Abstract

A novel one-beam interferometer based on beam folding is described. The device resembles a Mach–Zehnder interferometer in which the two arms are located together in one collimated beam. Different halves of the same beam interfere with the help of a mirror—with its reflecting surface along the axis of the optical system—placed near the focal plane of the imaging lens. Phase-delay control is achieved by application of an electrical potential to a Pockels cell, which permits the use of techniques of phase-stepping interferometry.

© 2002 Optical Society of America

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References

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  1. M. Born, E. Wolf, Principles of Optics, 6th ed. (Pergamon, London, 1989), Chap. 7.
  2. R. Smartt, W. Steel, “Theory and applications of the point diffraction interferometer,” in Proceedings of the ICO Conference on Optical Methods in Science and Industrial Measurements, Jpn. J. Appl. Phys. Suppl. 14-1, 351–356 (1975).
  3. J. A. Ferrari, E. M. Frins, D. Perciante, A. Dubra, “Robust one-beam interferometer with phase-delay control,” Opt. Lett. 24, 1272–1274 (1999).
    [CrossRef]

1999 (1)

1975 (1)

R. Smartt, W. Steel, “Theory and applications of the point diffraction interferometer,” in Proceedings of the ICO Conference on Optical Methods in Science and Industrial Measurements, Jpn. J. Appl. Phys. Suppl. 14-1, 351–356 (1975).

Born, M.

M. Born, E. Wolf, Principles of Optics, 6th ed. (Pergamon, London, 1989), Chap. 7.

Dubra, A.

Ferrari, J. A.

Frins, E. M.

Perciante, D.

Smartt, R.

R. Smartt, W. Steel, “Theory and applications of the point diffraction interferometer,” in Proceedings of the ICO Conference on Optical Methods in Science and Industrial Measurements, Jpn. J. Appl. Phys. Suppl. 14-1, 351–356 (1975).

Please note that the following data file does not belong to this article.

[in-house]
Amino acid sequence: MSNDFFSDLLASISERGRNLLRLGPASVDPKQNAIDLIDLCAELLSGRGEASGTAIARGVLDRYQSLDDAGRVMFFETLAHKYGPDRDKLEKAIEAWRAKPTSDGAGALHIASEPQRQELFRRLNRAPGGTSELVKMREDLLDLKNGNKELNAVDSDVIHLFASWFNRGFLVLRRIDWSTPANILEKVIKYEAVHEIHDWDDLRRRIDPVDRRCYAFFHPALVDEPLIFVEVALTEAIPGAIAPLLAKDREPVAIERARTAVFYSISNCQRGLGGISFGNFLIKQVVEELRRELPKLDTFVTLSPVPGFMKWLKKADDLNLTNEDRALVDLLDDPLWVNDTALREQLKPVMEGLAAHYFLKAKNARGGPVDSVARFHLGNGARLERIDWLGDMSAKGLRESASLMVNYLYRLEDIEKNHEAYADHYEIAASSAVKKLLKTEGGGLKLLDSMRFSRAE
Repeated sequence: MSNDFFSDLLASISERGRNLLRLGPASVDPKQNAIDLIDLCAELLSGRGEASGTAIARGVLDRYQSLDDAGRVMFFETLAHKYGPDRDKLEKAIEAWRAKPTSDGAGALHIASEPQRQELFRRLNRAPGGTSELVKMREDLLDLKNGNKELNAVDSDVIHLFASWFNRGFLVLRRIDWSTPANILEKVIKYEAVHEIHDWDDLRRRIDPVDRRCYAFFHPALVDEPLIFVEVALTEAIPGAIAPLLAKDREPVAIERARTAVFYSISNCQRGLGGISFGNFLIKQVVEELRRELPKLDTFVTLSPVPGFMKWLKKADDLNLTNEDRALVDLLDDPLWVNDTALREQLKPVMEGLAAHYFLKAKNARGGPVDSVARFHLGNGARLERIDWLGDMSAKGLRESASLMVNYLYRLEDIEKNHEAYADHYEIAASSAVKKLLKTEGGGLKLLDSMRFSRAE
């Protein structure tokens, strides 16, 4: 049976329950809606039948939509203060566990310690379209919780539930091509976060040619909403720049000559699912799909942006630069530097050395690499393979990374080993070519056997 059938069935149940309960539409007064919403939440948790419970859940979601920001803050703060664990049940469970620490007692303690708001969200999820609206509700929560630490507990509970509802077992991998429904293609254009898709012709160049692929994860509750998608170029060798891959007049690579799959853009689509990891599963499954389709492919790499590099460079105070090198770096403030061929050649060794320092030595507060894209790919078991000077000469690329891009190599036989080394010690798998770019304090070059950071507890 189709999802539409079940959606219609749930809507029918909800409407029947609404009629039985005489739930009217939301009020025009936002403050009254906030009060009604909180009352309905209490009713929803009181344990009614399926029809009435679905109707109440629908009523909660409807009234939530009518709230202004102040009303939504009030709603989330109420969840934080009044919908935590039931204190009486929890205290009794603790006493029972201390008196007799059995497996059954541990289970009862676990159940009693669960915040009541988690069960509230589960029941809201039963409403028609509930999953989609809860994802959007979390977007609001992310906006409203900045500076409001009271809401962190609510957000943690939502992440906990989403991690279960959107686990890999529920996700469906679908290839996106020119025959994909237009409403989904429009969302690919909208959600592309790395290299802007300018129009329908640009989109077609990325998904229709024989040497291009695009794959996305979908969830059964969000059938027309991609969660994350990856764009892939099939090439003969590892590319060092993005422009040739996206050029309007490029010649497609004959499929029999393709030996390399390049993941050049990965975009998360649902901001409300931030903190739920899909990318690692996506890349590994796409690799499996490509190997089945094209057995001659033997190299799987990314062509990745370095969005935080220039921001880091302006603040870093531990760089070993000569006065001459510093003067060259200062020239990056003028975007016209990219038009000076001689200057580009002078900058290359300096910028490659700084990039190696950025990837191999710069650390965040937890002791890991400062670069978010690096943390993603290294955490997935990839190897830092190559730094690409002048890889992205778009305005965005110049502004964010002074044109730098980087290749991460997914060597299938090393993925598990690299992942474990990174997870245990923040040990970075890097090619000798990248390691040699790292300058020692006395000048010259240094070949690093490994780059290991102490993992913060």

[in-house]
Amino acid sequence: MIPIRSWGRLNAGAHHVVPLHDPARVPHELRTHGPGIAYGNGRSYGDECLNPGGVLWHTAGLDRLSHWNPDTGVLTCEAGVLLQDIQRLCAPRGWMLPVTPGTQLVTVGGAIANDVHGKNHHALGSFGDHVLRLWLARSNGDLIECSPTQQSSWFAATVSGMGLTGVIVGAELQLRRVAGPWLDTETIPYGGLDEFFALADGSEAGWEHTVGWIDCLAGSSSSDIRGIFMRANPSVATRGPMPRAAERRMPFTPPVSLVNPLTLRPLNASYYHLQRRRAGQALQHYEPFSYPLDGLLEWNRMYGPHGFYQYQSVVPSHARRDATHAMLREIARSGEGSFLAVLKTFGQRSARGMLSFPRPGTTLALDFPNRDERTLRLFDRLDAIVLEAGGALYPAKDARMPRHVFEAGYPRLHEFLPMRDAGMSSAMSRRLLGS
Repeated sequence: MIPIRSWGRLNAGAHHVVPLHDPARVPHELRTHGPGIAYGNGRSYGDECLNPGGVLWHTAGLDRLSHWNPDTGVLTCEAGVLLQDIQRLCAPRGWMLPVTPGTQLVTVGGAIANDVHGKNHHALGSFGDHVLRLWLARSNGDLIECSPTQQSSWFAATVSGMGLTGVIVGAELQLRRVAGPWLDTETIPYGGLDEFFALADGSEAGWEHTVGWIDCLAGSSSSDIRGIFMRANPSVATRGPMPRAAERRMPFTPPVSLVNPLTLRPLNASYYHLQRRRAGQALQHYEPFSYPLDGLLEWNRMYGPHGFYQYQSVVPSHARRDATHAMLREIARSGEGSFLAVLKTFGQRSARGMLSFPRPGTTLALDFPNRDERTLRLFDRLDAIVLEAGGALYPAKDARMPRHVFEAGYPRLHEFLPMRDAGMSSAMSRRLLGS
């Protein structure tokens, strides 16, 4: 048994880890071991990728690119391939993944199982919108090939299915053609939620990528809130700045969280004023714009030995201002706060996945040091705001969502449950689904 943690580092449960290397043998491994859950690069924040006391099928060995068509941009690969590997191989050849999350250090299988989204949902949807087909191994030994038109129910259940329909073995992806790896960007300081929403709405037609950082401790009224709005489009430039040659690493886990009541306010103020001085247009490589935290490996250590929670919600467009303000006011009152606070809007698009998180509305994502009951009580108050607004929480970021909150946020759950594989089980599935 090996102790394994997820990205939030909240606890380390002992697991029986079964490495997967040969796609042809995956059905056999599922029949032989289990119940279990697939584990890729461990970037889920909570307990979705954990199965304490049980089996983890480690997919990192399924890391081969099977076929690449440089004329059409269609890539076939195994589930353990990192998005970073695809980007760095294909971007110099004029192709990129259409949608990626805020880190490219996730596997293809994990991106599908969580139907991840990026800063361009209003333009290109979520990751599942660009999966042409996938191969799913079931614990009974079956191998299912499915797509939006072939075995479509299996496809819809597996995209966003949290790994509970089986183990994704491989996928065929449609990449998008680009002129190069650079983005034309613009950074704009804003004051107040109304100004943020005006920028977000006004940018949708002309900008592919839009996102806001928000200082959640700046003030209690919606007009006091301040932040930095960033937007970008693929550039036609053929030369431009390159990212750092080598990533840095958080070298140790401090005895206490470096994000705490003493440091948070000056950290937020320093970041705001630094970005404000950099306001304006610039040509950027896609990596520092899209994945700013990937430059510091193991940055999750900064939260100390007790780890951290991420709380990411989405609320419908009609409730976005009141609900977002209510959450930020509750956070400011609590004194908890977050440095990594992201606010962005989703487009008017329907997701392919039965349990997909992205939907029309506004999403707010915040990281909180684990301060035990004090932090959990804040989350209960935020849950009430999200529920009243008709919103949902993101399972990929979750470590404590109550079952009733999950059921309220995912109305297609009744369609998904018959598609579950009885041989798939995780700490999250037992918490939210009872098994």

Steel, W.

R. Smartt, W. Steel, “Theory and applications of the point diffraction interferometer,” in Proceedings of the ICO Conference on Optical Methods in Science and Industrial Measurements, Jpn. J. Appl. Phys. Suppl. 14-1, 351–356 (1975).

Wolf, E.

M. Born, E. Wolf, Principles of Optics, 6th ed. (Pergamon, London, 1989), Chap. 7.

Opt. Lett. (1)

Proceedings of the ICO Conference on Optical Methods in Science and Industrial Measurements (1)

R. Smartt, W. Steel, “Theory and applications of the point diffraction interferometer,” in Proceedings of the ICO Conference on Optical Methods in Science and Industrial Measurements, Jpn. J. Appl. Phys. Suppl. 14-1, 351–356 (1975).

Other (1)

M. Born, E. Wolf, Principles of Optics, 6th ed. (Pergamon, London, 1989), Chap. 7.

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Figures (2)

Fig. 1
Fig. 1

(a) Schematic description of the proposed interferometer: L, polarized He–Ne laser; PC, Pockels cell with driver PG; SF, spatial filter; PO, transparent phase object; HW, half-wave plate; L2, lens with focal point FP; P, polarizer; M, mirror with its reflecting surface along the optical axis of the system. (b) Mirror M creates a virtual image (FP′) of focal point FP. In the absence of a phase object, the interferogram will be just the fringes from Lloyd’s mirror.

Fig. 2
Fig. 2

Interferograms with phase delays ϕ = nπ/2 (with n = 0, 1, 2). We obtained these images by applying to the Pockels cell the electrical potentials V = 0, V ≈ 120 V, and V ≈ 240 V, respectively.

Equations (7)

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Inx, y, t=I0x, y, t1+Vx, y, tcosξx, y, t+Δn,
E=E0cosϕ/2eˆx+i sinϕ/2eˆy,
E1=E0cosϕ/2eˆx-i sinϕ/2eˆy,
E2=E0cosϕ/2eˆx+i sinϕ/2eˆyexpiξ.
E1 · p=E0/2exp-iϕ/2,
E2 · p=E0/2expiξ+ϕ/2.
Ix, y=E021+cosξx, y+ϕ.

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